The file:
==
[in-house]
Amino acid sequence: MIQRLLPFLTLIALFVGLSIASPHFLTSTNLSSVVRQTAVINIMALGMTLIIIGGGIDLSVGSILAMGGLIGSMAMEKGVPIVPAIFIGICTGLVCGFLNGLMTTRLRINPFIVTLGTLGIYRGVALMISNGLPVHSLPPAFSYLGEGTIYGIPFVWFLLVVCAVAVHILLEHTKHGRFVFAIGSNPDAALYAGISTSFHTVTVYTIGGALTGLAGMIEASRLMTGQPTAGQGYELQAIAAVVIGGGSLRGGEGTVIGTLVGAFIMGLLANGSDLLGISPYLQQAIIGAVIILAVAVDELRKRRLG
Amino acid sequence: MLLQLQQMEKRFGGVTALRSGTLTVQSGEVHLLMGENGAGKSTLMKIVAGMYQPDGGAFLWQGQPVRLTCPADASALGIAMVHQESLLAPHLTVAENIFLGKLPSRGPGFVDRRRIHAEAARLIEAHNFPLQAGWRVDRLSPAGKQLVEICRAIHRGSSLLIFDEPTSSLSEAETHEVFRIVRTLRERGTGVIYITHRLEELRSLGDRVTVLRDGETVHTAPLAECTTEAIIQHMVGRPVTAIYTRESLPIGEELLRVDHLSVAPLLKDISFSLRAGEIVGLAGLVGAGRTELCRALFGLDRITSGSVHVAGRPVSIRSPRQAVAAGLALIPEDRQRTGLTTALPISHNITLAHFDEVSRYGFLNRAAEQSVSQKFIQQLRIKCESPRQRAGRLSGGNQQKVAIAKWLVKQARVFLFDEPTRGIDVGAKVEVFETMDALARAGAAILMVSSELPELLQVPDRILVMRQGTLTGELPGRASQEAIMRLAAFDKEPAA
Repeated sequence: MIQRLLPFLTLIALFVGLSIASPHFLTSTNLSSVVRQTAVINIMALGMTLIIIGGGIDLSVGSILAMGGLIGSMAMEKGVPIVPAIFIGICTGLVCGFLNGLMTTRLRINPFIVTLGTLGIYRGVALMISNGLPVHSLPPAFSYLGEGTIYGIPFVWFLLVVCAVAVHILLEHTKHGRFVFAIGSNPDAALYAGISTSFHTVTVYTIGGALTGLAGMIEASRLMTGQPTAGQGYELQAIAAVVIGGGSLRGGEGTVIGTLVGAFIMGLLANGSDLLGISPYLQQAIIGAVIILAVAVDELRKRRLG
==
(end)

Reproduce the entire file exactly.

[in-house]
Amino acid sequence: MIQRLLPFLTLIALFVGLSIASPHFLTSTNLSSVVRQTAVINIMALGMTLIIIGGGIDLSVGSILAMGGLIGSMAMEKGVPIVPAIFIGICTGLVCGFLNGLMTTRLRINPFIVTLGTLGIYRGVALMISNGLPVHSLPPAFSYLGEGTIYGIPFVWFLLVVCAVAVHILLEHTKHGRFVFAIGSNPDAALYAGISTSFHTVTVYTIGGALTGLAGMIEASRLMTGQPTAGQGYELQAIAAVVIGGGSLRGGEGTVIGTLVGAFIMGLLANGSDLLGISPYLQQAIIGAVIILAVAVDELRKRRLG
Amino acid sequence: MLLQLQQMEKRFGGVTALRSGTLTVQSGEVHLLMGENGAGKSTLMKIVAGMYQPDGGAFLWQGQPVRLTCPADASALGIAMVHQESLLAPHLTVAENIFLGKLPSRGPGFVDRRRIHAEAARLIEAHNFPLQAGWRVDRLSPAGKQLVEICRAIHRGSSLLIFDEPTSSLSEAETHEVFRIVRTLRERGTGVIYITHRLEELRSLGDRVTVLRDGETVHTAPLAECTTEAIIQHMVGRPVTAIYTRESLPIGEELLRVDHLSVAPLLKDISFSLRAGEIVGLAGLVGAGRTELCRALFGLDRITSGSVHVAGRPVSIRSPRQAVAAGLALIPEDRQRTGLTTALPISHNITLAHFDEVSRYGFLNRAAEQSVSQKFIQQLRIKCESPRQRAGRLSGGNQQKVAIAKWLVKQARVFLFDEPTRGIDVGAKVEVFETMDALARAGAAILMVSSELPELLQVPDRILVMRQGTLTGELPGRASQEAIMRLAAFDKEPAA
Repeated sequence: MIQRLLPFLTLIALFVGLSIASPHFLTSTNLSSVVRQTAVINIMALGMTLIIIGGGIDLSVGSILAMGGLIGSMAMEKGVPIVPAIFIGICTGLVCGFLNGLMTTRLRINPFIVTLGTLGIYRGVALMISNGLPVHSLPPAFSYLGEGTIYGIPFVWFLLVVCAVAVHILLEHTKHGRFVFAIGSNPDAALYAGISTSFHTVTVYTIGGALTGLAGMIEASRLMTGQPTAGQGYELQAIAAVVIGGGSLRGGEGTVIGTLVGAFIMGLLANGSDLLGISPYLQQAIIGAVIILAVAVDELRKRRLG